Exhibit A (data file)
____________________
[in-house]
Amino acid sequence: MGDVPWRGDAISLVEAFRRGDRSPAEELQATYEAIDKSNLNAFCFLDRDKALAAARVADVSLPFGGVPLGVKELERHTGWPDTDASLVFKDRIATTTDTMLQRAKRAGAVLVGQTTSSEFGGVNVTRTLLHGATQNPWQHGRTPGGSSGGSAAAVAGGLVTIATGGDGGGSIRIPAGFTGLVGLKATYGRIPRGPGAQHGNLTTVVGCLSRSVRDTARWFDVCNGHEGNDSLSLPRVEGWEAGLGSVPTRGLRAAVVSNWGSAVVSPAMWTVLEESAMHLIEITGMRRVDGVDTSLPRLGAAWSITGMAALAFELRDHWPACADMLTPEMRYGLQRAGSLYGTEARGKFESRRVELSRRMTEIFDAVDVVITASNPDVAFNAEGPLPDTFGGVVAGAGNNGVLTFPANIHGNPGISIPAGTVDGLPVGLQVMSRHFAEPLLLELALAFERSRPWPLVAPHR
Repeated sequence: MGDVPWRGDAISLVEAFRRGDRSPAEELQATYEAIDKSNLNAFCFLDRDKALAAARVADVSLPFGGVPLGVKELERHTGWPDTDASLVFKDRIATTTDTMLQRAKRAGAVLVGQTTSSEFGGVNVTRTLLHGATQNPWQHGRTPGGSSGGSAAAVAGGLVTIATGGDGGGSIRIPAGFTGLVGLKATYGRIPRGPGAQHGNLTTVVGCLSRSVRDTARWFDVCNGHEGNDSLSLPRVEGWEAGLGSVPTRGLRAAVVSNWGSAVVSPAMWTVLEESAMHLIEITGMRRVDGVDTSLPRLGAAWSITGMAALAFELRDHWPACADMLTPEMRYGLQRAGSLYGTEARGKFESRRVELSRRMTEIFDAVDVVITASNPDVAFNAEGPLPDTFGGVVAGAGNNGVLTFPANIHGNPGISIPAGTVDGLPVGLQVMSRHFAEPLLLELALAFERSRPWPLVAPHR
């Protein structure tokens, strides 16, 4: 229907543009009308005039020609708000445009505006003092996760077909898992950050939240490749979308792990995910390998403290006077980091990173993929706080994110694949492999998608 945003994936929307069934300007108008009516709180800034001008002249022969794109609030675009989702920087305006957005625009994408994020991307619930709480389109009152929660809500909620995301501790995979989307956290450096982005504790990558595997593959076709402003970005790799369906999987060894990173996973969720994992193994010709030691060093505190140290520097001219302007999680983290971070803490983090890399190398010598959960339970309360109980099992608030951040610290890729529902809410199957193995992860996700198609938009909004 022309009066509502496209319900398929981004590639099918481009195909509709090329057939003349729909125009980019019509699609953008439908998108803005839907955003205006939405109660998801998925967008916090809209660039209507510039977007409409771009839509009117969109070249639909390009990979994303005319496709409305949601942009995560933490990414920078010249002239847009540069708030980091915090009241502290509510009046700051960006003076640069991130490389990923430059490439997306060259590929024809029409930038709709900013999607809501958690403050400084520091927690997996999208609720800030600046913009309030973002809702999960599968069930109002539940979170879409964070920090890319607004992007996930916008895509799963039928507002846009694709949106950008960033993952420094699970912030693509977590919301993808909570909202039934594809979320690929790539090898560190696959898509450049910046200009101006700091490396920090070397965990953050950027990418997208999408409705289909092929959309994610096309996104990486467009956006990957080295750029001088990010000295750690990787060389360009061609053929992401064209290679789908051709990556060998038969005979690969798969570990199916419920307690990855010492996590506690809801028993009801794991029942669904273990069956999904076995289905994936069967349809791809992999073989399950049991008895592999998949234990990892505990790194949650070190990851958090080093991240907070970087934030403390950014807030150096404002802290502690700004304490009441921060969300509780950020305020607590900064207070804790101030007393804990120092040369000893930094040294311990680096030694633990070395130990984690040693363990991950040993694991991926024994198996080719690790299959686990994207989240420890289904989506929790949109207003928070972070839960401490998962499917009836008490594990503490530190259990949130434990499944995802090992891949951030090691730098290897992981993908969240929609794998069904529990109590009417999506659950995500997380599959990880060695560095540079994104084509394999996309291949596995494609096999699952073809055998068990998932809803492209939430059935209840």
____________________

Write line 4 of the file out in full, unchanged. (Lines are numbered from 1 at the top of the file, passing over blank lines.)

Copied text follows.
């Protein structure tokens, strides 16, 4: 229907543009009308005039020609708000445009505006003092996760077909898992950050939240490749979308792990995910390998403290006077980091990173993929706080994110694949492999998608 945003994936929307069934300007108008009516709180800034001008002249022969794109609030675009989702920087305006957005625009994408994020991307619930709480389109009152929660809500909620995301501790995979989307956290450096982005504790990558595997593959076709402003970005790799369906999987060894990173996973969720994992193994010709030691060093505190140290520097001219302007999680983290971070803490983090890399190398010598959960339970309360109980099992608030951040610290890729529902809410199957193995992860996700198609938009909004 022309009066509502496209319900398929981004590639099918481009195909509709090329057939003349729909125009980019019509699609953008439908998108803005839907955003205006939405109660998801998925967008916090809209660039209507510039977007409409771009839509009117969109070249639909390009990979994303005319496709409305949601942009995560933490990414920078010249002239847009540069708030980091915090009241502290509510009046700051960006003076640069991130490389990923430059490439997306060259590929024809029409930038709709900013999607809501958690403050400084520091927690997996999208609720800030600046913009309030973002809702999960599968069930109002539940979170879409964070920090890319607004992007996930916008895509799963039928507002846009694709949106950008960033993952420094699970912030693509977590919301993808909570909202039934594809979320690929790539090898560190696959898509450049910046200009101006700091490396920090070397965990953050950027990418997208999408409705289909092929959309994610096309996104990486467009956006990957080295750029001088990010000295750690990787060389360009061609053929992401064209290679789908051709990556060998038969005979690969798969570990199916419920307690990855010492996590506690809801028993009801794991029942669904273990069956999904076995289905994936069967349809791809992999073989399950049991008895592999998949234990990892505990790194949650070190990851958090080093991240907070970087934030403390950014807030150096404002802290502690700004304490009441921060969300509780950020305020607590900064207070804790101030007393804990120092040369000893930094040294311990680096030694633990070395130990984690040693363990991950040993694991991926024994198996080719690790299959686990994207989240420890289904989506929790949109207003928070972070839960401490998962499917009836008490594990503490530190259990949130434990499944995802090992891949951030090691730098290897992981993908969240929609794998069904529990109590009417999506659950995500997380599959990880060695560095540079994104084509394999996309291949596995494609096999699952073809055998068990998932809803492209939430059935209840």